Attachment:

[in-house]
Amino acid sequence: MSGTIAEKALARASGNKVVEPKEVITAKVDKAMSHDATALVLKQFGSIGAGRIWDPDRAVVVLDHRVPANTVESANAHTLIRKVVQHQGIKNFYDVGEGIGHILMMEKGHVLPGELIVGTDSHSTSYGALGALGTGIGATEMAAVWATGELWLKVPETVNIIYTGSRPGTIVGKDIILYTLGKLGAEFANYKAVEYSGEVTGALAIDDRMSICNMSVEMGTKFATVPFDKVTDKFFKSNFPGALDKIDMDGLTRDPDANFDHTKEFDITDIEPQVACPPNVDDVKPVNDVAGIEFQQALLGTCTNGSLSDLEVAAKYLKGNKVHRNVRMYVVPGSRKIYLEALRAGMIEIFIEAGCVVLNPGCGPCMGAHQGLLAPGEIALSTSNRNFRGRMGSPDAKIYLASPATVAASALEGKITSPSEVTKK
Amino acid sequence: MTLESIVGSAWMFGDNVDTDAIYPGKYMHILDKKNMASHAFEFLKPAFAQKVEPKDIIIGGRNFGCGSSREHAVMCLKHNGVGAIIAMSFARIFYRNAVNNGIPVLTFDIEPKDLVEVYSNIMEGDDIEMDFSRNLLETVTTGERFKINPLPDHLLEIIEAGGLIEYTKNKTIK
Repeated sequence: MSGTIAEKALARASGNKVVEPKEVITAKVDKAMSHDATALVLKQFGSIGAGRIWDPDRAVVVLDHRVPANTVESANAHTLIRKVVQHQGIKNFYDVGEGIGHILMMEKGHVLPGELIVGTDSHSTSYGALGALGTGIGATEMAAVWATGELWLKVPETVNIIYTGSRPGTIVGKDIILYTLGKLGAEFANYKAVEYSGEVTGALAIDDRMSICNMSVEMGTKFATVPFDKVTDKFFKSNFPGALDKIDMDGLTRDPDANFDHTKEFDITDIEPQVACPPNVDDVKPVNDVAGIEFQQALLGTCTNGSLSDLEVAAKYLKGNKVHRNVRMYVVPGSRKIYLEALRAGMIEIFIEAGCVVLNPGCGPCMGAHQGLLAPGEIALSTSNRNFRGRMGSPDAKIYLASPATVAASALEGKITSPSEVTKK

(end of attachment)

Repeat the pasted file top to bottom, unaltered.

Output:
[in-house]
Amino acid sequence: MSGTIAEKALARASGNKVVEPKEVITAKVDKAMSHDATALVLKQFGSIGAGRIWDPDRAVVVLDHRVPANTVESANAHTLIRKVVQHQGIKNFYDVGEGIGHILMMEKGHVLPGELIVGTDSHSTSYGALGALGTGIGATEMAAVWATGELWLKVPETVNIIYTGSRPGTIVGKDIILYTLGKLGAEFANYKAVEYSGEVTGALAIDDRMSICNMSVEMGTKFATVPFDKVTDKFFKSNFPGALDKIDMDGLTRDPDANFDHTKEFDITDIEPQVACPPNVDDVKPVNDVAGIEFQQALLGTCTNGSLSDLEVAAKYLKGNKVHRNVRMYVVPGSRKIYLEALRAGMIEIFIEAGCVVLNPGCGPCMGAHQGLLAPGEIALSTSNRNFRGRMGSPDAKIYLASPATVAASALEGKITSPSEVTKK
Amino acid sequence: MTLESIVGSAWMFGDNVDTDAIYPGKYMHILDKKNMASHAFEFLKPAFAQKVEPKDIIIGGRNFGCGSSREHAVMCLKHNGVGAIIAMSFARIFYRNAVNNGIPVLTFDIEPKDLVEVYSNIMEGDDIEMDFSRNLLETVTTGERFKINPLPDHLLEIIEAGGLIEYTKNKTIK
Repeated sequence: MSGTIAEKALARASGNKVVEPKEVITAKVDKAMSHDATALVLKQFGSIGAGRIWDPDRAVVVLDHRVPANTVESANAHTLIRKVVQHQGIKNFYDVGEGIGHILMMEKGHVLPGELIVGTDSHSTSYGALGALGTGIGATEMAAVWATGELWLKVPETVNIIYTGSRPGTIVGKDIILYTLGKLGAEFANYKAVEYSGEVTGALAIDDRMSICNMSVEMGTKFATVPFDKVTDKFFKSNFPGALDKIDMDGLTRDPDANFDHTKEFDITDIEPQVACPPNVDDVKPVNDVAGIEFQQALLGTCTNGSLSDLEVAAKYLKGNKVHRNVRMYVVPGSRKIYLEALRAGMIEIFIEAGCVVLNPGCGPCMGAHQGLLAPGEIALSTSNRNFRGRMGSPDAKIYLASPATVAASALEGKITSPSEVTKK